What did that accomplish?

It grabbed a few threads that weren't stripped out in the bottom of the hole.

That allowed that one longer screw to get a tenuous grip, so they could shove the piece of Chinese shit out the door.

I reassembled the two halves and very gently used that one longer screw in that one stripped out hole. I barely tightened it. It felt very soft and I'm worried it's in the beginning stages of stripping those last few threads.

I advised the shop of all of this in real time. The suggestion is to helicoil that one bad hole. But it's a blind hole I think, and I don't have a helicoil set nor the tool to install it, and I have no idea if there's enough "meat" in that aluminum housing to accept a helicoil without punching through the sides of the hole into the motor compartment. And where in God's name will you find a backyard mechanic in Thailand who can PROPERLY install a helicoil? And if you break a helicoil going in because it's a cheap Chinese helicoil, you're really screwed because you can't drill them out. Forget it.

I reassembled everything and the scooter rides very nicely. All vibration is gone, brakes work properly, etc. It was fun. For ten minutes.

At about 8mph, and 83% battery, on a straight and level road, with NO changes in hand position, the scooter stopped and went dead. Indicator blank.

I was beyond words. Again.

I powered it on normally, and it started and rode OK, except that then there was no speed readout.

I got it home (50 meters) and started fiddling with the settings on the indicator. The manual on this is nearly indecipherable. Somehow I must have entered a wrong setting, because now the scooter won't move at all.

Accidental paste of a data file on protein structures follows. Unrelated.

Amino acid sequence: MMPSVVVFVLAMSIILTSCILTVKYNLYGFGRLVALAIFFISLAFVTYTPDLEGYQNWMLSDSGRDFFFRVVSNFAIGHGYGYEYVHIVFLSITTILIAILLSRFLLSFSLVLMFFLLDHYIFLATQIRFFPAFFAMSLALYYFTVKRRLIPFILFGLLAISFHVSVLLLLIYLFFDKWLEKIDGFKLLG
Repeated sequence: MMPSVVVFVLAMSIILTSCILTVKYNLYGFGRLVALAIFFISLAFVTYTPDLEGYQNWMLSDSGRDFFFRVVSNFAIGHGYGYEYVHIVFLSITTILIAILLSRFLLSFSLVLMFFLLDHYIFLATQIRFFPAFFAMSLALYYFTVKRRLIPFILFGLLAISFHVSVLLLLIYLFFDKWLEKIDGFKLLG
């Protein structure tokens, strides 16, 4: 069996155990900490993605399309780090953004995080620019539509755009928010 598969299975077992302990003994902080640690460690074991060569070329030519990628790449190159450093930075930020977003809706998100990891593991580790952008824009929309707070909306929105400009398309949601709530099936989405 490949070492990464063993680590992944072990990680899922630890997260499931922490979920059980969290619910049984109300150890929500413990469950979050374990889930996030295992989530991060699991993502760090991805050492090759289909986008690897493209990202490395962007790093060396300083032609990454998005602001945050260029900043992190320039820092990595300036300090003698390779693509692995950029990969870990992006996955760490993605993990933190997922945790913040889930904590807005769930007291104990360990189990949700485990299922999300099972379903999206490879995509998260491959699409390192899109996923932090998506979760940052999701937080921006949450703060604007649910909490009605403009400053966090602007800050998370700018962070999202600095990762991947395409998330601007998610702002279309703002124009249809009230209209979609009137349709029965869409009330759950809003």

The shop feels it's not a wrong setting and says there's no way to "reset to factory" anyway. They feel the controller has crapped and they want to send me one.

I'm at my limit on this. Anyone would be. Jesus Christ would be. Mother Teresa would be. Gandhi would be.

At this moment we're printing the manual PDF to try to sort through the settings, but that looks dubious.

Thank you China, for all that you do for (to) the world

 

UPDATE:

The spontaneous shutdown is this: Something in the controller brain fried. It now thinks there is no input to the controls. In that case, it simply enters auto-shutdown at however many minutes are set in the controller. The default from the factory is 5 minutes. After resetting to the max of 30 minutes, we can now ride up to 30 minutes without an auto-shutdown. Still no speedometer reading. The shop says it has already shipped a new controller.

 

UPDATE:

The shop wants to take back the scooter and fix everything definitively. I'm only semi-ok with this, because I'm not convinced this scooter will ever run. I can't remember ever having more problems with any mechanical device since those two Chinese barge engines and gearboxes. They were worse. No, there was one ultralight aircraft I owned called a "Weed Hopper" (aka weed-eater). It was slightly worse than this pile of concentrated evil.

We are discussing whether to send this back to Bangkok for a week of repairs, or to just send it back period, forever, or to send it back and get another brand. The Ninebot comes highly recommended, though I have not even looked at their higher end machines. I just ordered a small Ninebot for the soi kids, but it's a crap-shoot as to whether or not any Thai seller will actually ever ship it. This will be the fourth try on a small scooter that Thai sellers simply can't ever get around to shipping. This time it's COD. Let's see if that helps.

People ask me if Thais are just simply crazy. Answer: Yes.

Where did most Thais originally come from? Northern Vietnam. Where did the north Vietnamese originally come from? CHINA.

 

UPDATE, May 26, 2021:

After much discussion with the shop, the Dualtron Mini is going back for good. There's no point in sending it up there, waiting a week, getting it back, only to be plagued by endless new problems. There's something wrong with this brand and that something is China.

I've chosen a Zero-10X from the same shop. Yes, yes, it's Chinese too. Hell, WATER will soon be Chinese, and it'll be as unpalatable as everything else Chinese. If that Zero 10X has stupid problems, I'm done with e-anything. It's simply not ready for public consumption and given the number of DECADES they've had to get this crap right, and failed, it never will be ready. It's beyond human capabilities.